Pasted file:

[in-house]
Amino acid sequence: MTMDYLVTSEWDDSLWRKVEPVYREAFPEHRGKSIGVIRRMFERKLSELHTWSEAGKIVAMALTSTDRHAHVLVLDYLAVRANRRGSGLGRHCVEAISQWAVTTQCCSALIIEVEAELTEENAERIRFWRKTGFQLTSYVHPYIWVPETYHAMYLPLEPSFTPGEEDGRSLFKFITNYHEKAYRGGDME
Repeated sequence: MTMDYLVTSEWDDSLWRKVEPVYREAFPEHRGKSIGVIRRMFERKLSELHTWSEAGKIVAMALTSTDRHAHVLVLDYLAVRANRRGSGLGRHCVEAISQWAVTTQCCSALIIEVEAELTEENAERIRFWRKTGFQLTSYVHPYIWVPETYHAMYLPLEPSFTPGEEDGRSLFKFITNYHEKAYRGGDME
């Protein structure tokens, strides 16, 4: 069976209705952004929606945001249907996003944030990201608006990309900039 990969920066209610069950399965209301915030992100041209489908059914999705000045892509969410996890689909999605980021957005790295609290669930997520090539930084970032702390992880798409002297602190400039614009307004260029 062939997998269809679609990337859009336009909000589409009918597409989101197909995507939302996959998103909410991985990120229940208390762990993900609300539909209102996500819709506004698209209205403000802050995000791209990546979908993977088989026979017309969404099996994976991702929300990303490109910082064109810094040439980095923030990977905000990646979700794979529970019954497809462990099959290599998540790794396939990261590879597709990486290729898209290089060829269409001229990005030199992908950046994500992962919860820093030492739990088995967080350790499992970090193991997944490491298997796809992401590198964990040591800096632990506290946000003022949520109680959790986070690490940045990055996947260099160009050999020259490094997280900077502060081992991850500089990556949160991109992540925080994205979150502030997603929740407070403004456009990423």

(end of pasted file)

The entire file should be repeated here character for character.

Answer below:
[in-house]
Amino acid sequence: MTMDYLVTSEWDDSLWRKVEPVYREAFPEHRGKSIGVIRRMFERKLSELHTWSEAGKIVAMALTSTDRHAHVLVLDYLAVRANRRGSGLGRHCVEAISQWAVTTQCCSALIIEVEAELTEENAERIRFWRKTGFQLTSYVHPYIWVPETYHAMYLPLEPSFTPGEEDGRSLFKFITNYHEKAYRGGDME
Repeated sequence: MTMDYLVTSEWDDSLWRKVEPVYREAFPEHRGKSIGVIRRMFERKLSELHTWSEAGKIVAMALTSTDRHAHVLVLDYLAVRANRRGSGLGRHCVEAISQWAVTTQCCSALIIEVEAELTEENAERIRFWRKTGFQLTSYVHPYIWVPETYHAMYLPLEPSFTPGEEDGRSLFKFITNYHEKAYRGGDME
């Protein structure tokens, strides 16, 4: 069976209705952004929606945001249907996003944030990201608006990309900039 990969920066209610069950399965209301915030992100041209489908059914999705000045892509969410996890689909999605980021957005790295609290669930997520090539930084970032702390992880798409002297602190400039614009307004260029 062939997998269809679609990337859009336009909000589409009918597409989101197909995507939302996959998103909410991985990120229940208390762990993900609300539909209102996500819709506004698209209205403000802050995000791209990546979908993977088989026979017309969404099996994976991702929300990303490109910082064109810094040439980095923030990977905000990646979700794979529970019954497809462990099959290599998540790794396939990261590879597709990486290729898209290089060829269409001229990005030199992908950046994500992962919860820093030492739990088995967080350790499992970090193991997944490491298997796809992401590198964990040591800096632990506290946000003022949520109680959790986070690490940045990055996947260099160009050999020259490094997280900077502060081992991850500089990556949160991109992540925080994205979150502030997603929740407070403004456009990423």